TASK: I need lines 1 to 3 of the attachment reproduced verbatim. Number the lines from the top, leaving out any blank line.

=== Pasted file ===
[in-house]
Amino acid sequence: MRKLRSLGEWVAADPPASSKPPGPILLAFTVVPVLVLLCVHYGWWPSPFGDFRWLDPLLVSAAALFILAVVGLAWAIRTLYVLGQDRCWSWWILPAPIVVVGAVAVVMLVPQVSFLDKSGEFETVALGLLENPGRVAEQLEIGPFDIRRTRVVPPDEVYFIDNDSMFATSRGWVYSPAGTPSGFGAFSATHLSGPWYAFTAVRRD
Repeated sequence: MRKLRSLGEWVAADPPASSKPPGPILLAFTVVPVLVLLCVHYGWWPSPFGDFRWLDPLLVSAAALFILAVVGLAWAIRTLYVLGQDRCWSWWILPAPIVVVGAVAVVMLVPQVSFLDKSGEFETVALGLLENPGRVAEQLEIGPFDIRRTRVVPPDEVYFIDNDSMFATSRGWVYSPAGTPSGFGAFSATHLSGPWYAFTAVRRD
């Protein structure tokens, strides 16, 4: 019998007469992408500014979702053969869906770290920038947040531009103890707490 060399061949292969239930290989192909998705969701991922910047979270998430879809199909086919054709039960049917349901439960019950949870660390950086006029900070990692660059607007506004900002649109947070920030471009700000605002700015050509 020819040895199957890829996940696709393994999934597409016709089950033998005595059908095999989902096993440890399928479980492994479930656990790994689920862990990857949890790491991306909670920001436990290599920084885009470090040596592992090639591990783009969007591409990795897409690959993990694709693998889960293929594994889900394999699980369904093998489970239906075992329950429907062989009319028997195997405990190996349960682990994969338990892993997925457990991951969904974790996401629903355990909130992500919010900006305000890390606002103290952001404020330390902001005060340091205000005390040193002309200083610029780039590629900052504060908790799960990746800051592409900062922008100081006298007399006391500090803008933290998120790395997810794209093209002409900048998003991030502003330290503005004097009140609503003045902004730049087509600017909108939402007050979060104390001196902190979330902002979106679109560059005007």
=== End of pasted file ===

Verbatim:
[in-house]
Amino acid sequence: MRKLRSLGEWVAADPPASSKPPGPILLAFTVVPVLVLLCVHYGWWPSPFGDFRWLDPLLVSAAALFILAVVGLAWAIRTLYVLGQDRCWSWWILPAPIVVVGAVAVVMLVPQVSFLDKSGEFETVALGLLENPGRVAEQLEIGPFDIRRTRVVPPDEVYFIDNDSMFATSRGWVYSPAGTPSGFGAFSATHLSGPWYAFTAVRRD
Repeated sequence: MRKLRSLGEWVAADPPASSKPPGPILLAFTVVPVLVLLCVHYGWWPSPFGDFRWLDPLLVSAAALFILAVVGLAWAIRTLYVLGQDRCWSWWILPAPIVVVGAVAVVMLVPQVSFLDKSGEFETVALGLLENPGRVAEQLEIGPFDIRRTRVVPPDEVYFIDNDSMFATSRGWVYSPAGTPSGFGAFSATHLSGPWYAFTAVRRD